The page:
Continue reading

The “Initiatory Version of Shining a Turd”.

The story behind this blogpost was that I was making notes about working hard yet going in circles, got the idea for a metaphor what seemed funny and then forgot all about it. When I opened the document where I put the ideas for blog posts, the first thing I see is the headline:

“Initiatory version of shining a turd”. This concerned me for a bit until I remembered what it was about. By then I had told others, received a video about polishing turds (freezing them first is the trick, apparently), and the post had to be written. 

I’ll try to not mention turds too often.


What I wanted to write about was the changes we spend a lot of time and effort on, but without results. We can work for years and not be a step closer to anything else than knowing more of what we want to achieve.

I’ll start with the very mundane version of.. useless shining. Since it is work, you’ll get your hands dirty, and since the material is sort of unfitting, it will change a lot. I doubt many would think the result was great.

One mistake is to put the effort into something which is relevant to learning more about the solution, but never actually using this information. If you want to spend less money, you have to spend less money, not read about how to do it. Nor does it help to make a change which is only good in theory. If you follow a ‘get rich in 30 days’-plan, you have probably made some changes to your life, but let’s face it, if it was that simple as buying the right book and following the advice for a month, almost nobody would be poor.

As for doing this with your Initiation, it is exactly the same but can be less tangible and so harder to see. “Armchair Magician” is a well-known term, but one which usually used about others. You only study a lot, and the right books, and when you have finished this, that and these books, you will be ready to put everything into use and THEN! Or you didn’t quite understand things well enough yet. But soon!

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Excuses and Sofa ninjas


Some years ago, I began training martial arts. The idea was only to get some exercise, and it looked more fun than a gym, and since we have one local club here, the choice about what type martial art was pretty simple. What I didn’t expect was what a friend called “the sofa ninjas”. The sofa ninjas know everything about martial arts, including what you should train and not, and why. They mostly know this from watching such things as MMA, YouTube videos and ninja films from the safety of their sofa. Nothing wrong with this, but the problem arises when they want to advise others. Like me.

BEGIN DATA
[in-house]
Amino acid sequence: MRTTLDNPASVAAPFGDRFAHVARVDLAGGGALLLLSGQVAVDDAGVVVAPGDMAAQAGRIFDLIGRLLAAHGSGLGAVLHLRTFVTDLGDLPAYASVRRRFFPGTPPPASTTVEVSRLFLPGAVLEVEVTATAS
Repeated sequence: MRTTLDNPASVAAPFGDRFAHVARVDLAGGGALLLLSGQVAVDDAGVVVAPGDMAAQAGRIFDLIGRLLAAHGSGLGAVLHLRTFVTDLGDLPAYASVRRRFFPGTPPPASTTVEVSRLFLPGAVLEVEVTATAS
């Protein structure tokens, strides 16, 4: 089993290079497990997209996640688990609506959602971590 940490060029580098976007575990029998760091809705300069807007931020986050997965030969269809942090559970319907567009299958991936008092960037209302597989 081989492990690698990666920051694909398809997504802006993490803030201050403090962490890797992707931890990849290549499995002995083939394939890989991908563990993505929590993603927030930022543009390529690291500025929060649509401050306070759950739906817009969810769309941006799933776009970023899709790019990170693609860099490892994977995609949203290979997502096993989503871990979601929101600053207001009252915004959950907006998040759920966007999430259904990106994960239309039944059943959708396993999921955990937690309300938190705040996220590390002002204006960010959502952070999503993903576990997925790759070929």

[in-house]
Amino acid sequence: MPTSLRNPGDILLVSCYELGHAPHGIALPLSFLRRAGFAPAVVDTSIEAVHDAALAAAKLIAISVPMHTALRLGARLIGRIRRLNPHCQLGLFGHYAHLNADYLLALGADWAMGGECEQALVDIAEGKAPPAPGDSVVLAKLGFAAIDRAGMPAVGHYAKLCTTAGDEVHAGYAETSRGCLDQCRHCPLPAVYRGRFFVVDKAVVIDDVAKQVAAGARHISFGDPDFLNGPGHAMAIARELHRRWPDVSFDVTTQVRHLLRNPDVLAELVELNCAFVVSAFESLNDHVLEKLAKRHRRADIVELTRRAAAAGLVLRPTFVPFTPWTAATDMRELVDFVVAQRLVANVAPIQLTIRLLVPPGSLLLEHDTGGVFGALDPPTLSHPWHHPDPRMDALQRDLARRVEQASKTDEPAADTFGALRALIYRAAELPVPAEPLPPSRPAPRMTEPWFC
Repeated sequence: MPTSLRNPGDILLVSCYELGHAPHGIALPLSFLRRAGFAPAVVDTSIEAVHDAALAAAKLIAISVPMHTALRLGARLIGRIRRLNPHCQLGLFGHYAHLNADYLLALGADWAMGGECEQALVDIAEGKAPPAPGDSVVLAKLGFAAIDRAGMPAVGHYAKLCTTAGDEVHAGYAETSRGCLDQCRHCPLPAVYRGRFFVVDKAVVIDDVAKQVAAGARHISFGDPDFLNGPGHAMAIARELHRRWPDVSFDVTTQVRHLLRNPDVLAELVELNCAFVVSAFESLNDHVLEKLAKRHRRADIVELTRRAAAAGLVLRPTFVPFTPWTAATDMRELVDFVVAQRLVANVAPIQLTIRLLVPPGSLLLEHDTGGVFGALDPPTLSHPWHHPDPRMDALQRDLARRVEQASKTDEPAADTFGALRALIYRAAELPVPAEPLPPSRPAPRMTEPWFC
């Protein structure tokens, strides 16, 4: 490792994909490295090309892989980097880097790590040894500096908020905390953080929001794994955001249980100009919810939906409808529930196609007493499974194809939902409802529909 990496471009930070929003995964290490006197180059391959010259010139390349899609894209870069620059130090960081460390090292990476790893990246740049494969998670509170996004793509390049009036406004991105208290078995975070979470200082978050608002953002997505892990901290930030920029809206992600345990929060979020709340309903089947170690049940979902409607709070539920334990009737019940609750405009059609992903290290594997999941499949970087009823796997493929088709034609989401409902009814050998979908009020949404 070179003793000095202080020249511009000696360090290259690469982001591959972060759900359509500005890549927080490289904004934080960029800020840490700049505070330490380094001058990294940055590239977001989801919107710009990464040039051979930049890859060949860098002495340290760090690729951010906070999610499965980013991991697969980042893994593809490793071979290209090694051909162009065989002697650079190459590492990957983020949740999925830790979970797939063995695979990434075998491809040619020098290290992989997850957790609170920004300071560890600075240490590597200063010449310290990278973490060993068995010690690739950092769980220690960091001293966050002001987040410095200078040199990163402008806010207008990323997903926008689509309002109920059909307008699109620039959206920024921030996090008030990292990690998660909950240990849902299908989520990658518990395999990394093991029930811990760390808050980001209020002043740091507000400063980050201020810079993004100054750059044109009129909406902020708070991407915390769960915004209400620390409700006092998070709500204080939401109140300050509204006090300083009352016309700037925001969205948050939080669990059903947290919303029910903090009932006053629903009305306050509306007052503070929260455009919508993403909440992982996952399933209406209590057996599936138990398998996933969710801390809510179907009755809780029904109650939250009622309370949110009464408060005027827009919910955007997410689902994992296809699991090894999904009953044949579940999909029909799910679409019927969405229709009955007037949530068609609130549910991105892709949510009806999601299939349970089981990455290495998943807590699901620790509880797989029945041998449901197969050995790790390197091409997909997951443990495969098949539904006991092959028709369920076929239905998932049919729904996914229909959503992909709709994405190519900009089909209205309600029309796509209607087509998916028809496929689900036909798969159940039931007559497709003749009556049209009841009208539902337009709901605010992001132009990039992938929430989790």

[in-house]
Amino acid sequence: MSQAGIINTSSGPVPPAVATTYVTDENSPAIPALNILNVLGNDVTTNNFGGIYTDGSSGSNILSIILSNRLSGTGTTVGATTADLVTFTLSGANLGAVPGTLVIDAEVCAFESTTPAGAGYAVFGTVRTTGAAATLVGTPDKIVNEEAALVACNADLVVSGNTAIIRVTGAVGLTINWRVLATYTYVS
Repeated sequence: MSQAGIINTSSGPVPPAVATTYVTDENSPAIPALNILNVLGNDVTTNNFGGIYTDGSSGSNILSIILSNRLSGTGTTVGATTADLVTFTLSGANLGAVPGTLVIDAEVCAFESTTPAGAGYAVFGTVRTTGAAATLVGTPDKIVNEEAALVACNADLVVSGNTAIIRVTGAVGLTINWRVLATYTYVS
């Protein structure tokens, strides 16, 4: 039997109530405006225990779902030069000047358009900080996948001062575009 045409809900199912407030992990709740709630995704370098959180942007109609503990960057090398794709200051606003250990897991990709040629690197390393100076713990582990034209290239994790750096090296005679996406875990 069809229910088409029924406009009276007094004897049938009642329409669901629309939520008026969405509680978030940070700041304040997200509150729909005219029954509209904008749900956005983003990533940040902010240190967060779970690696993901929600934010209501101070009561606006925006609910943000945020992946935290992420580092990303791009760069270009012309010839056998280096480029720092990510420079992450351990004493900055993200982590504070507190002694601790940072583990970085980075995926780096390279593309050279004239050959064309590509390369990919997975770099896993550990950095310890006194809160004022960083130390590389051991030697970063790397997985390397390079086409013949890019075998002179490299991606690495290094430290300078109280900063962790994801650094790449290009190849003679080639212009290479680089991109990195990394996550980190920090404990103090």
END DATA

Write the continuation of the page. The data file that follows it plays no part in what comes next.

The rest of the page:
Of course, the local club was not good enough, I was too old to start, this form of martial arts was useless and so on. I have no idea why they felt they needed to tell me this in the first place, but apparently it was important for them to inform me of these things. In response, I generally I explained that I wanted exercise and that this is the only local club, just to shut them up more than anything else. Which meant I had given them two excuses for something which needed no excuse in the first place. I don’t think all of them meant it so seriously, but it did mean the excuses were repeated many times and became truths. In a way it was true, it WAS the only club where I live, but that is not a good way to think of something you put a lot of time and effort into.

I didn’t quit, begin driving to the city for another dojo, or magically make myself into whatever age would have been seen as acceptable. But it did something to how I saw the training and my own achievements, and gradually I began thinking of it as better than nothing, for no other reason than having repeated this many times over time, mainly because I did not want to discuss who won some match in this video they had seen in Youtube. I only became aware of the automatic excuses I’d give, very recently.